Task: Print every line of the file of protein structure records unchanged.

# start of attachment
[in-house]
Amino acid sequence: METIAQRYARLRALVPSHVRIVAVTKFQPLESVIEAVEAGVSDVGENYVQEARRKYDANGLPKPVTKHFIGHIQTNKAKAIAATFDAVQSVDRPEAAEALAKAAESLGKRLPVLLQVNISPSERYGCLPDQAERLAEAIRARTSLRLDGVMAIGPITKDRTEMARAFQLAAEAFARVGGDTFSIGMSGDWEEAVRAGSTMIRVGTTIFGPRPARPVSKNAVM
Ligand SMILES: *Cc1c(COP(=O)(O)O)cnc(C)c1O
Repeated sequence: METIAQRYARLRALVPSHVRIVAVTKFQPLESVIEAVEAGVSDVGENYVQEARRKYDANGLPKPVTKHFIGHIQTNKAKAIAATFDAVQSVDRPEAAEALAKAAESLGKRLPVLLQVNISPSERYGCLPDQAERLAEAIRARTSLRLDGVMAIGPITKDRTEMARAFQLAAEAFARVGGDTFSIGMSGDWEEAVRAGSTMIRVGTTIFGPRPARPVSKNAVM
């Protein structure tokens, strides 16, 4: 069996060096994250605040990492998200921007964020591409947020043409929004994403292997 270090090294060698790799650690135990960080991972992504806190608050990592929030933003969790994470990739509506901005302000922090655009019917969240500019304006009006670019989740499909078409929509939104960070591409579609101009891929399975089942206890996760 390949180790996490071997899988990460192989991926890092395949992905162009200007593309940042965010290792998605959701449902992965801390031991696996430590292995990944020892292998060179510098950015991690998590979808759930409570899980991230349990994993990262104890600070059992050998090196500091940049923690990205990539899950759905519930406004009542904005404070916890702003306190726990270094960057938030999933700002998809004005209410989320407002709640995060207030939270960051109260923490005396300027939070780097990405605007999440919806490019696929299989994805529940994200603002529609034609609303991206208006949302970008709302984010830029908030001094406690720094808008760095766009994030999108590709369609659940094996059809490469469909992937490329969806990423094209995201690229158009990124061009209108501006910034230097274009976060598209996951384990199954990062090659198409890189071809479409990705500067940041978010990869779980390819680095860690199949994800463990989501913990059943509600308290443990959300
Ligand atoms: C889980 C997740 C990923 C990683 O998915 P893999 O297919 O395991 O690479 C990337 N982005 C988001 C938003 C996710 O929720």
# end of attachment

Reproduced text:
[in-house]
Amino acid sequence: METIAQRYARLRALVPSHVRIVAVTKFQPLESVIEAVEAGVSDVGENYVQEARRKYDANGLPKPVTKHFIGHIQTNKAKAIAATFDAVQSVDRPEAAEALAKAAESLGKRLPVLLQVNISPSERYGCLPDQAERLAEAIRARTSLRLDGVMAIGPITKDRTEMARAFQLAAEAFARVGGDTFSIGMSGDWEEAVRAGSTMIRVGTTIFGPRPARPVSKNAVM
Ligand SMILES: *Cc1c(COP(=O)(O)O)cnc(C)c1O
Repeated sequence: METIAQRYARLRALVPSHVRIVAVTKFQPLESVIEAVEAGVSDVGENYVQEARRKYDANGLPKPVTKHFIGHIQTNKAKAIAATFDAVQSVDRPEAAEALAKAAESLGKRLPVLLQVNISPSERYGCLPDQAERLAEAIRARTSLRLDGVMAIGPITKDRTEMARAFQLAAEAFARVGGDTFSIGMSGDWEEAVRAGSTMIRVGTTIFGPRPARPVSKNAVM
């Protein structure tokens, strides 16, 4: 069996060096994250605040990492998200921007964020591409947020043409929004994403292997 270090090294060698790799650690135990960080991972992504806190608050990592929030933003969790994470990739509506901005302000922090655009019917969240500019304006009006670019989740499909078409929509939104960070591409579609101009891929399975089942206890996760 390949180790996490071997899988990460192989991926890092395949992905162009200007593309940042965010290792998605959701449902992965801390031991696996430590292995990944020892292998060179510098950015991690998590979808759930409570899980991230349990994993990262104890600070059992050998090196500091940049923690990205990539899950759905519930406004009542904005404070916890702003306190726990270094960057938030999933700002998809004005209410989320407002709640995060207030939270960051109260923490005396300027939070780097990405605007999440919806490019696929299989994805529940994200603002529609034609609303991206208006949302970008709302984010830029908030001094406690720094808008760095766009994030999108590709369609659940094996059809490469469909992937490329969806990423094209995201690229158009990124061009209108501006910034230097274009976060598209996951384990199954990062090659198409890189071809479409990705500067940041978010990869779980390819680095860690199949994800463990989501913990059943509600308290443990959300
Ligand atoms: C889980 C997740 C990923 C990683 O998915 P893999 O297919 O395991 O690479 C990337 N982005 C988001 C938003 C996710 O929720």